Be careful, however, for the elderly who take anticoagulants: vitamin K does not mix well with these drugs.

Spinach pie is a great option for a healthy breakfast, perfect for seniors, as it includes protein and vegetables to start the day off right. An original idea to prevent undernutrition in the elderly.

There are many different recipes. Depending on your dietary restrictions, you may need to customize or modify them to suit your needs.

Easy spinach pie

Ingredients :

  • 1 puff pastry or 1 frozen pie shell
  • olive oil
  • 150g frozen spinach
  • ¼ grated onion
  • 1 clove of garlic
  • 115g cream cheese
  • ½ cup grated parmesan
  • 1 pinch ground nutmeg
  • ½ teaspoon of salt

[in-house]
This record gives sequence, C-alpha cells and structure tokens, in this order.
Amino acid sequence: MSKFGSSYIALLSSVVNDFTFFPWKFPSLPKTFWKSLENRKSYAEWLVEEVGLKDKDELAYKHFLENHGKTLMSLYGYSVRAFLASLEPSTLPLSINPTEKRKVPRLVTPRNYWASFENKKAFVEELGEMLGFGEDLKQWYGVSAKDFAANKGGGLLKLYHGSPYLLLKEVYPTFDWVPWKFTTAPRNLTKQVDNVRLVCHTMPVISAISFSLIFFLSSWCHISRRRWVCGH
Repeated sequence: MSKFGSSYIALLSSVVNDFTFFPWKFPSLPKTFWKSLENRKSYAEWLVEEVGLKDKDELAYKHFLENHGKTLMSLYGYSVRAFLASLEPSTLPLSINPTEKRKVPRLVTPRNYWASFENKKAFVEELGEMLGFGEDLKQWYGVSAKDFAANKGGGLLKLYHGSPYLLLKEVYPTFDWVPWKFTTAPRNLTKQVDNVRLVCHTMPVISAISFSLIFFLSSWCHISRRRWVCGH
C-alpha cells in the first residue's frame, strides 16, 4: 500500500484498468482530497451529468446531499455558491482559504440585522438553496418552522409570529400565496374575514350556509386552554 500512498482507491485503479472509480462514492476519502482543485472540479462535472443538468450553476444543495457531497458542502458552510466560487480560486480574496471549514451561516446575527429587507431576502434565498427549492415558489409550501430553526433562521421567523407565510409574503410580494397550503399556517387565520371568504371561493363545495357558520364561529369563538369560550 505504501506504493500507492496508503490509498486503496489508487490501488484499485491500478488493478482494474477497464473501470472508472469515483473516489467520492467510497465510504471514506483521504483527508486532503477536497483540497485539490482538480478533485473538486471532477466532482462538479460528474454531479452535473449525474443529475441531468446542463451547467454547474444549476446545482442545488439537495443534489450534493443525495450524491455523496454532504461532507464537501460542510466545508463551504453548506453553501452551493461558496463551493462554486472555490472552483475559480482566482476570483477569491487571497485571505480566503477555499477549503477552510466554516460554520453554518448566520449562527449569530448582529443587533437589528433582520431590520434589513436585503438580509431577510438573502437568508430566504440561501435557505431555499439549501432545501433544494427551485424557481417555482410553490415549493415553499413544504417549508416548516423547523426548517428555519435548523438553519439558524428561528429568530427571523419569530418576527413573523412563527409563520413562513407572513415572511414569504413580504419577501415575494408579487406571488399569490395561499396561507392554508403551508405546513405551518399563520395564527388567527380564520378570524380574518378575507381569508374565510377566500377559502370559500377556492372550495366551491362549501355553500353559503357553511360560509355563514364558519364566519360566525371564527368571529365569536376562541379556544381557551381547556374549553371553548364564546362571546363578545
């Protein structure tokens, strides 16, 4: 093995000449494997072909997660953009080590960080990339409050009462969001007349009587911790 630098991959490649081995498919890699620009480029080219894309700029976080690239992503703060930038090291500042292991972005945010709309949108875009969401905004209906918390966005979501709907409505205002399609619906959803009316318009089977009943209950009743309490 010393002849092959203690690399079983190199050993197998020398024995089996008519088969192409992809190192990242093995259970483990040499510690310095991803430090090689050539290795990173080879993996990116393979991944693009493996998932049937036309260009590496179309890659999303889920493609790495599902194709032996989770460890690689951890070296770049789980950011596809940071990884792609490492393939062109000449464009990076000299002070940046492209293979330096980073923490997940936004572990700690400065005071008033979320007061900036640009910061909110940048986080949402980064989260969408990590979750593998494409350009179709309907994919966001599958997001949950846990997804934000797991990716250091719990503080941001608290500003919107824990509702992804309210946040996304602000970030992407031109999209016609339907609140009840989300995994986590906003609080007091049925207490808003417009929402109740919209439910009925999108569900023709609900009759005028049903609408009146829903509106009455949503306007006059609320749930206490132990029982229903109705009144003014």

• ½ teaspoon of pepper
  • ½ teaspoon cayenne pepper
  • 4 eggs

Preparation :

  • Preheat the oven to 180°C.
  • Saute spinach and onion in olive oil in skillet until onion is tender and spinach is completely thawed, then cool slightly.
  • Cut the cream cheese into small cubes and place it on the bottom of the pie.
  • Top with the spinach and onion mixture.
  • In a bowl, beat the eggs. Add grated cheese, milk, salt, black pepper and cayenne pepper.
  • Pour the mixture over the pie.
  • Bake in hot oven for 45-55 minutes or until center of pie is set. You may need to cover it with foil for the last 10-15 minutes, to avoid burning the crust.
  • Remove from the oven and let cool for 5-10 minutes. Serve hot.

Oats for breakfast for better digestion

Rolled oats make for a simple, traditional breakfast. Oats are very nutritious and rich in fiber that guarantees the functioning of the digestive system of the elderly.

Be sure to buy good quality rolled oats and flavor your oatmeal with healthy options, rather than adding white sugar.

Consider the following additions to flavor your oatmeal:

  • Fresh fruit: berries, kiwis or mangoes
  • Cinnamon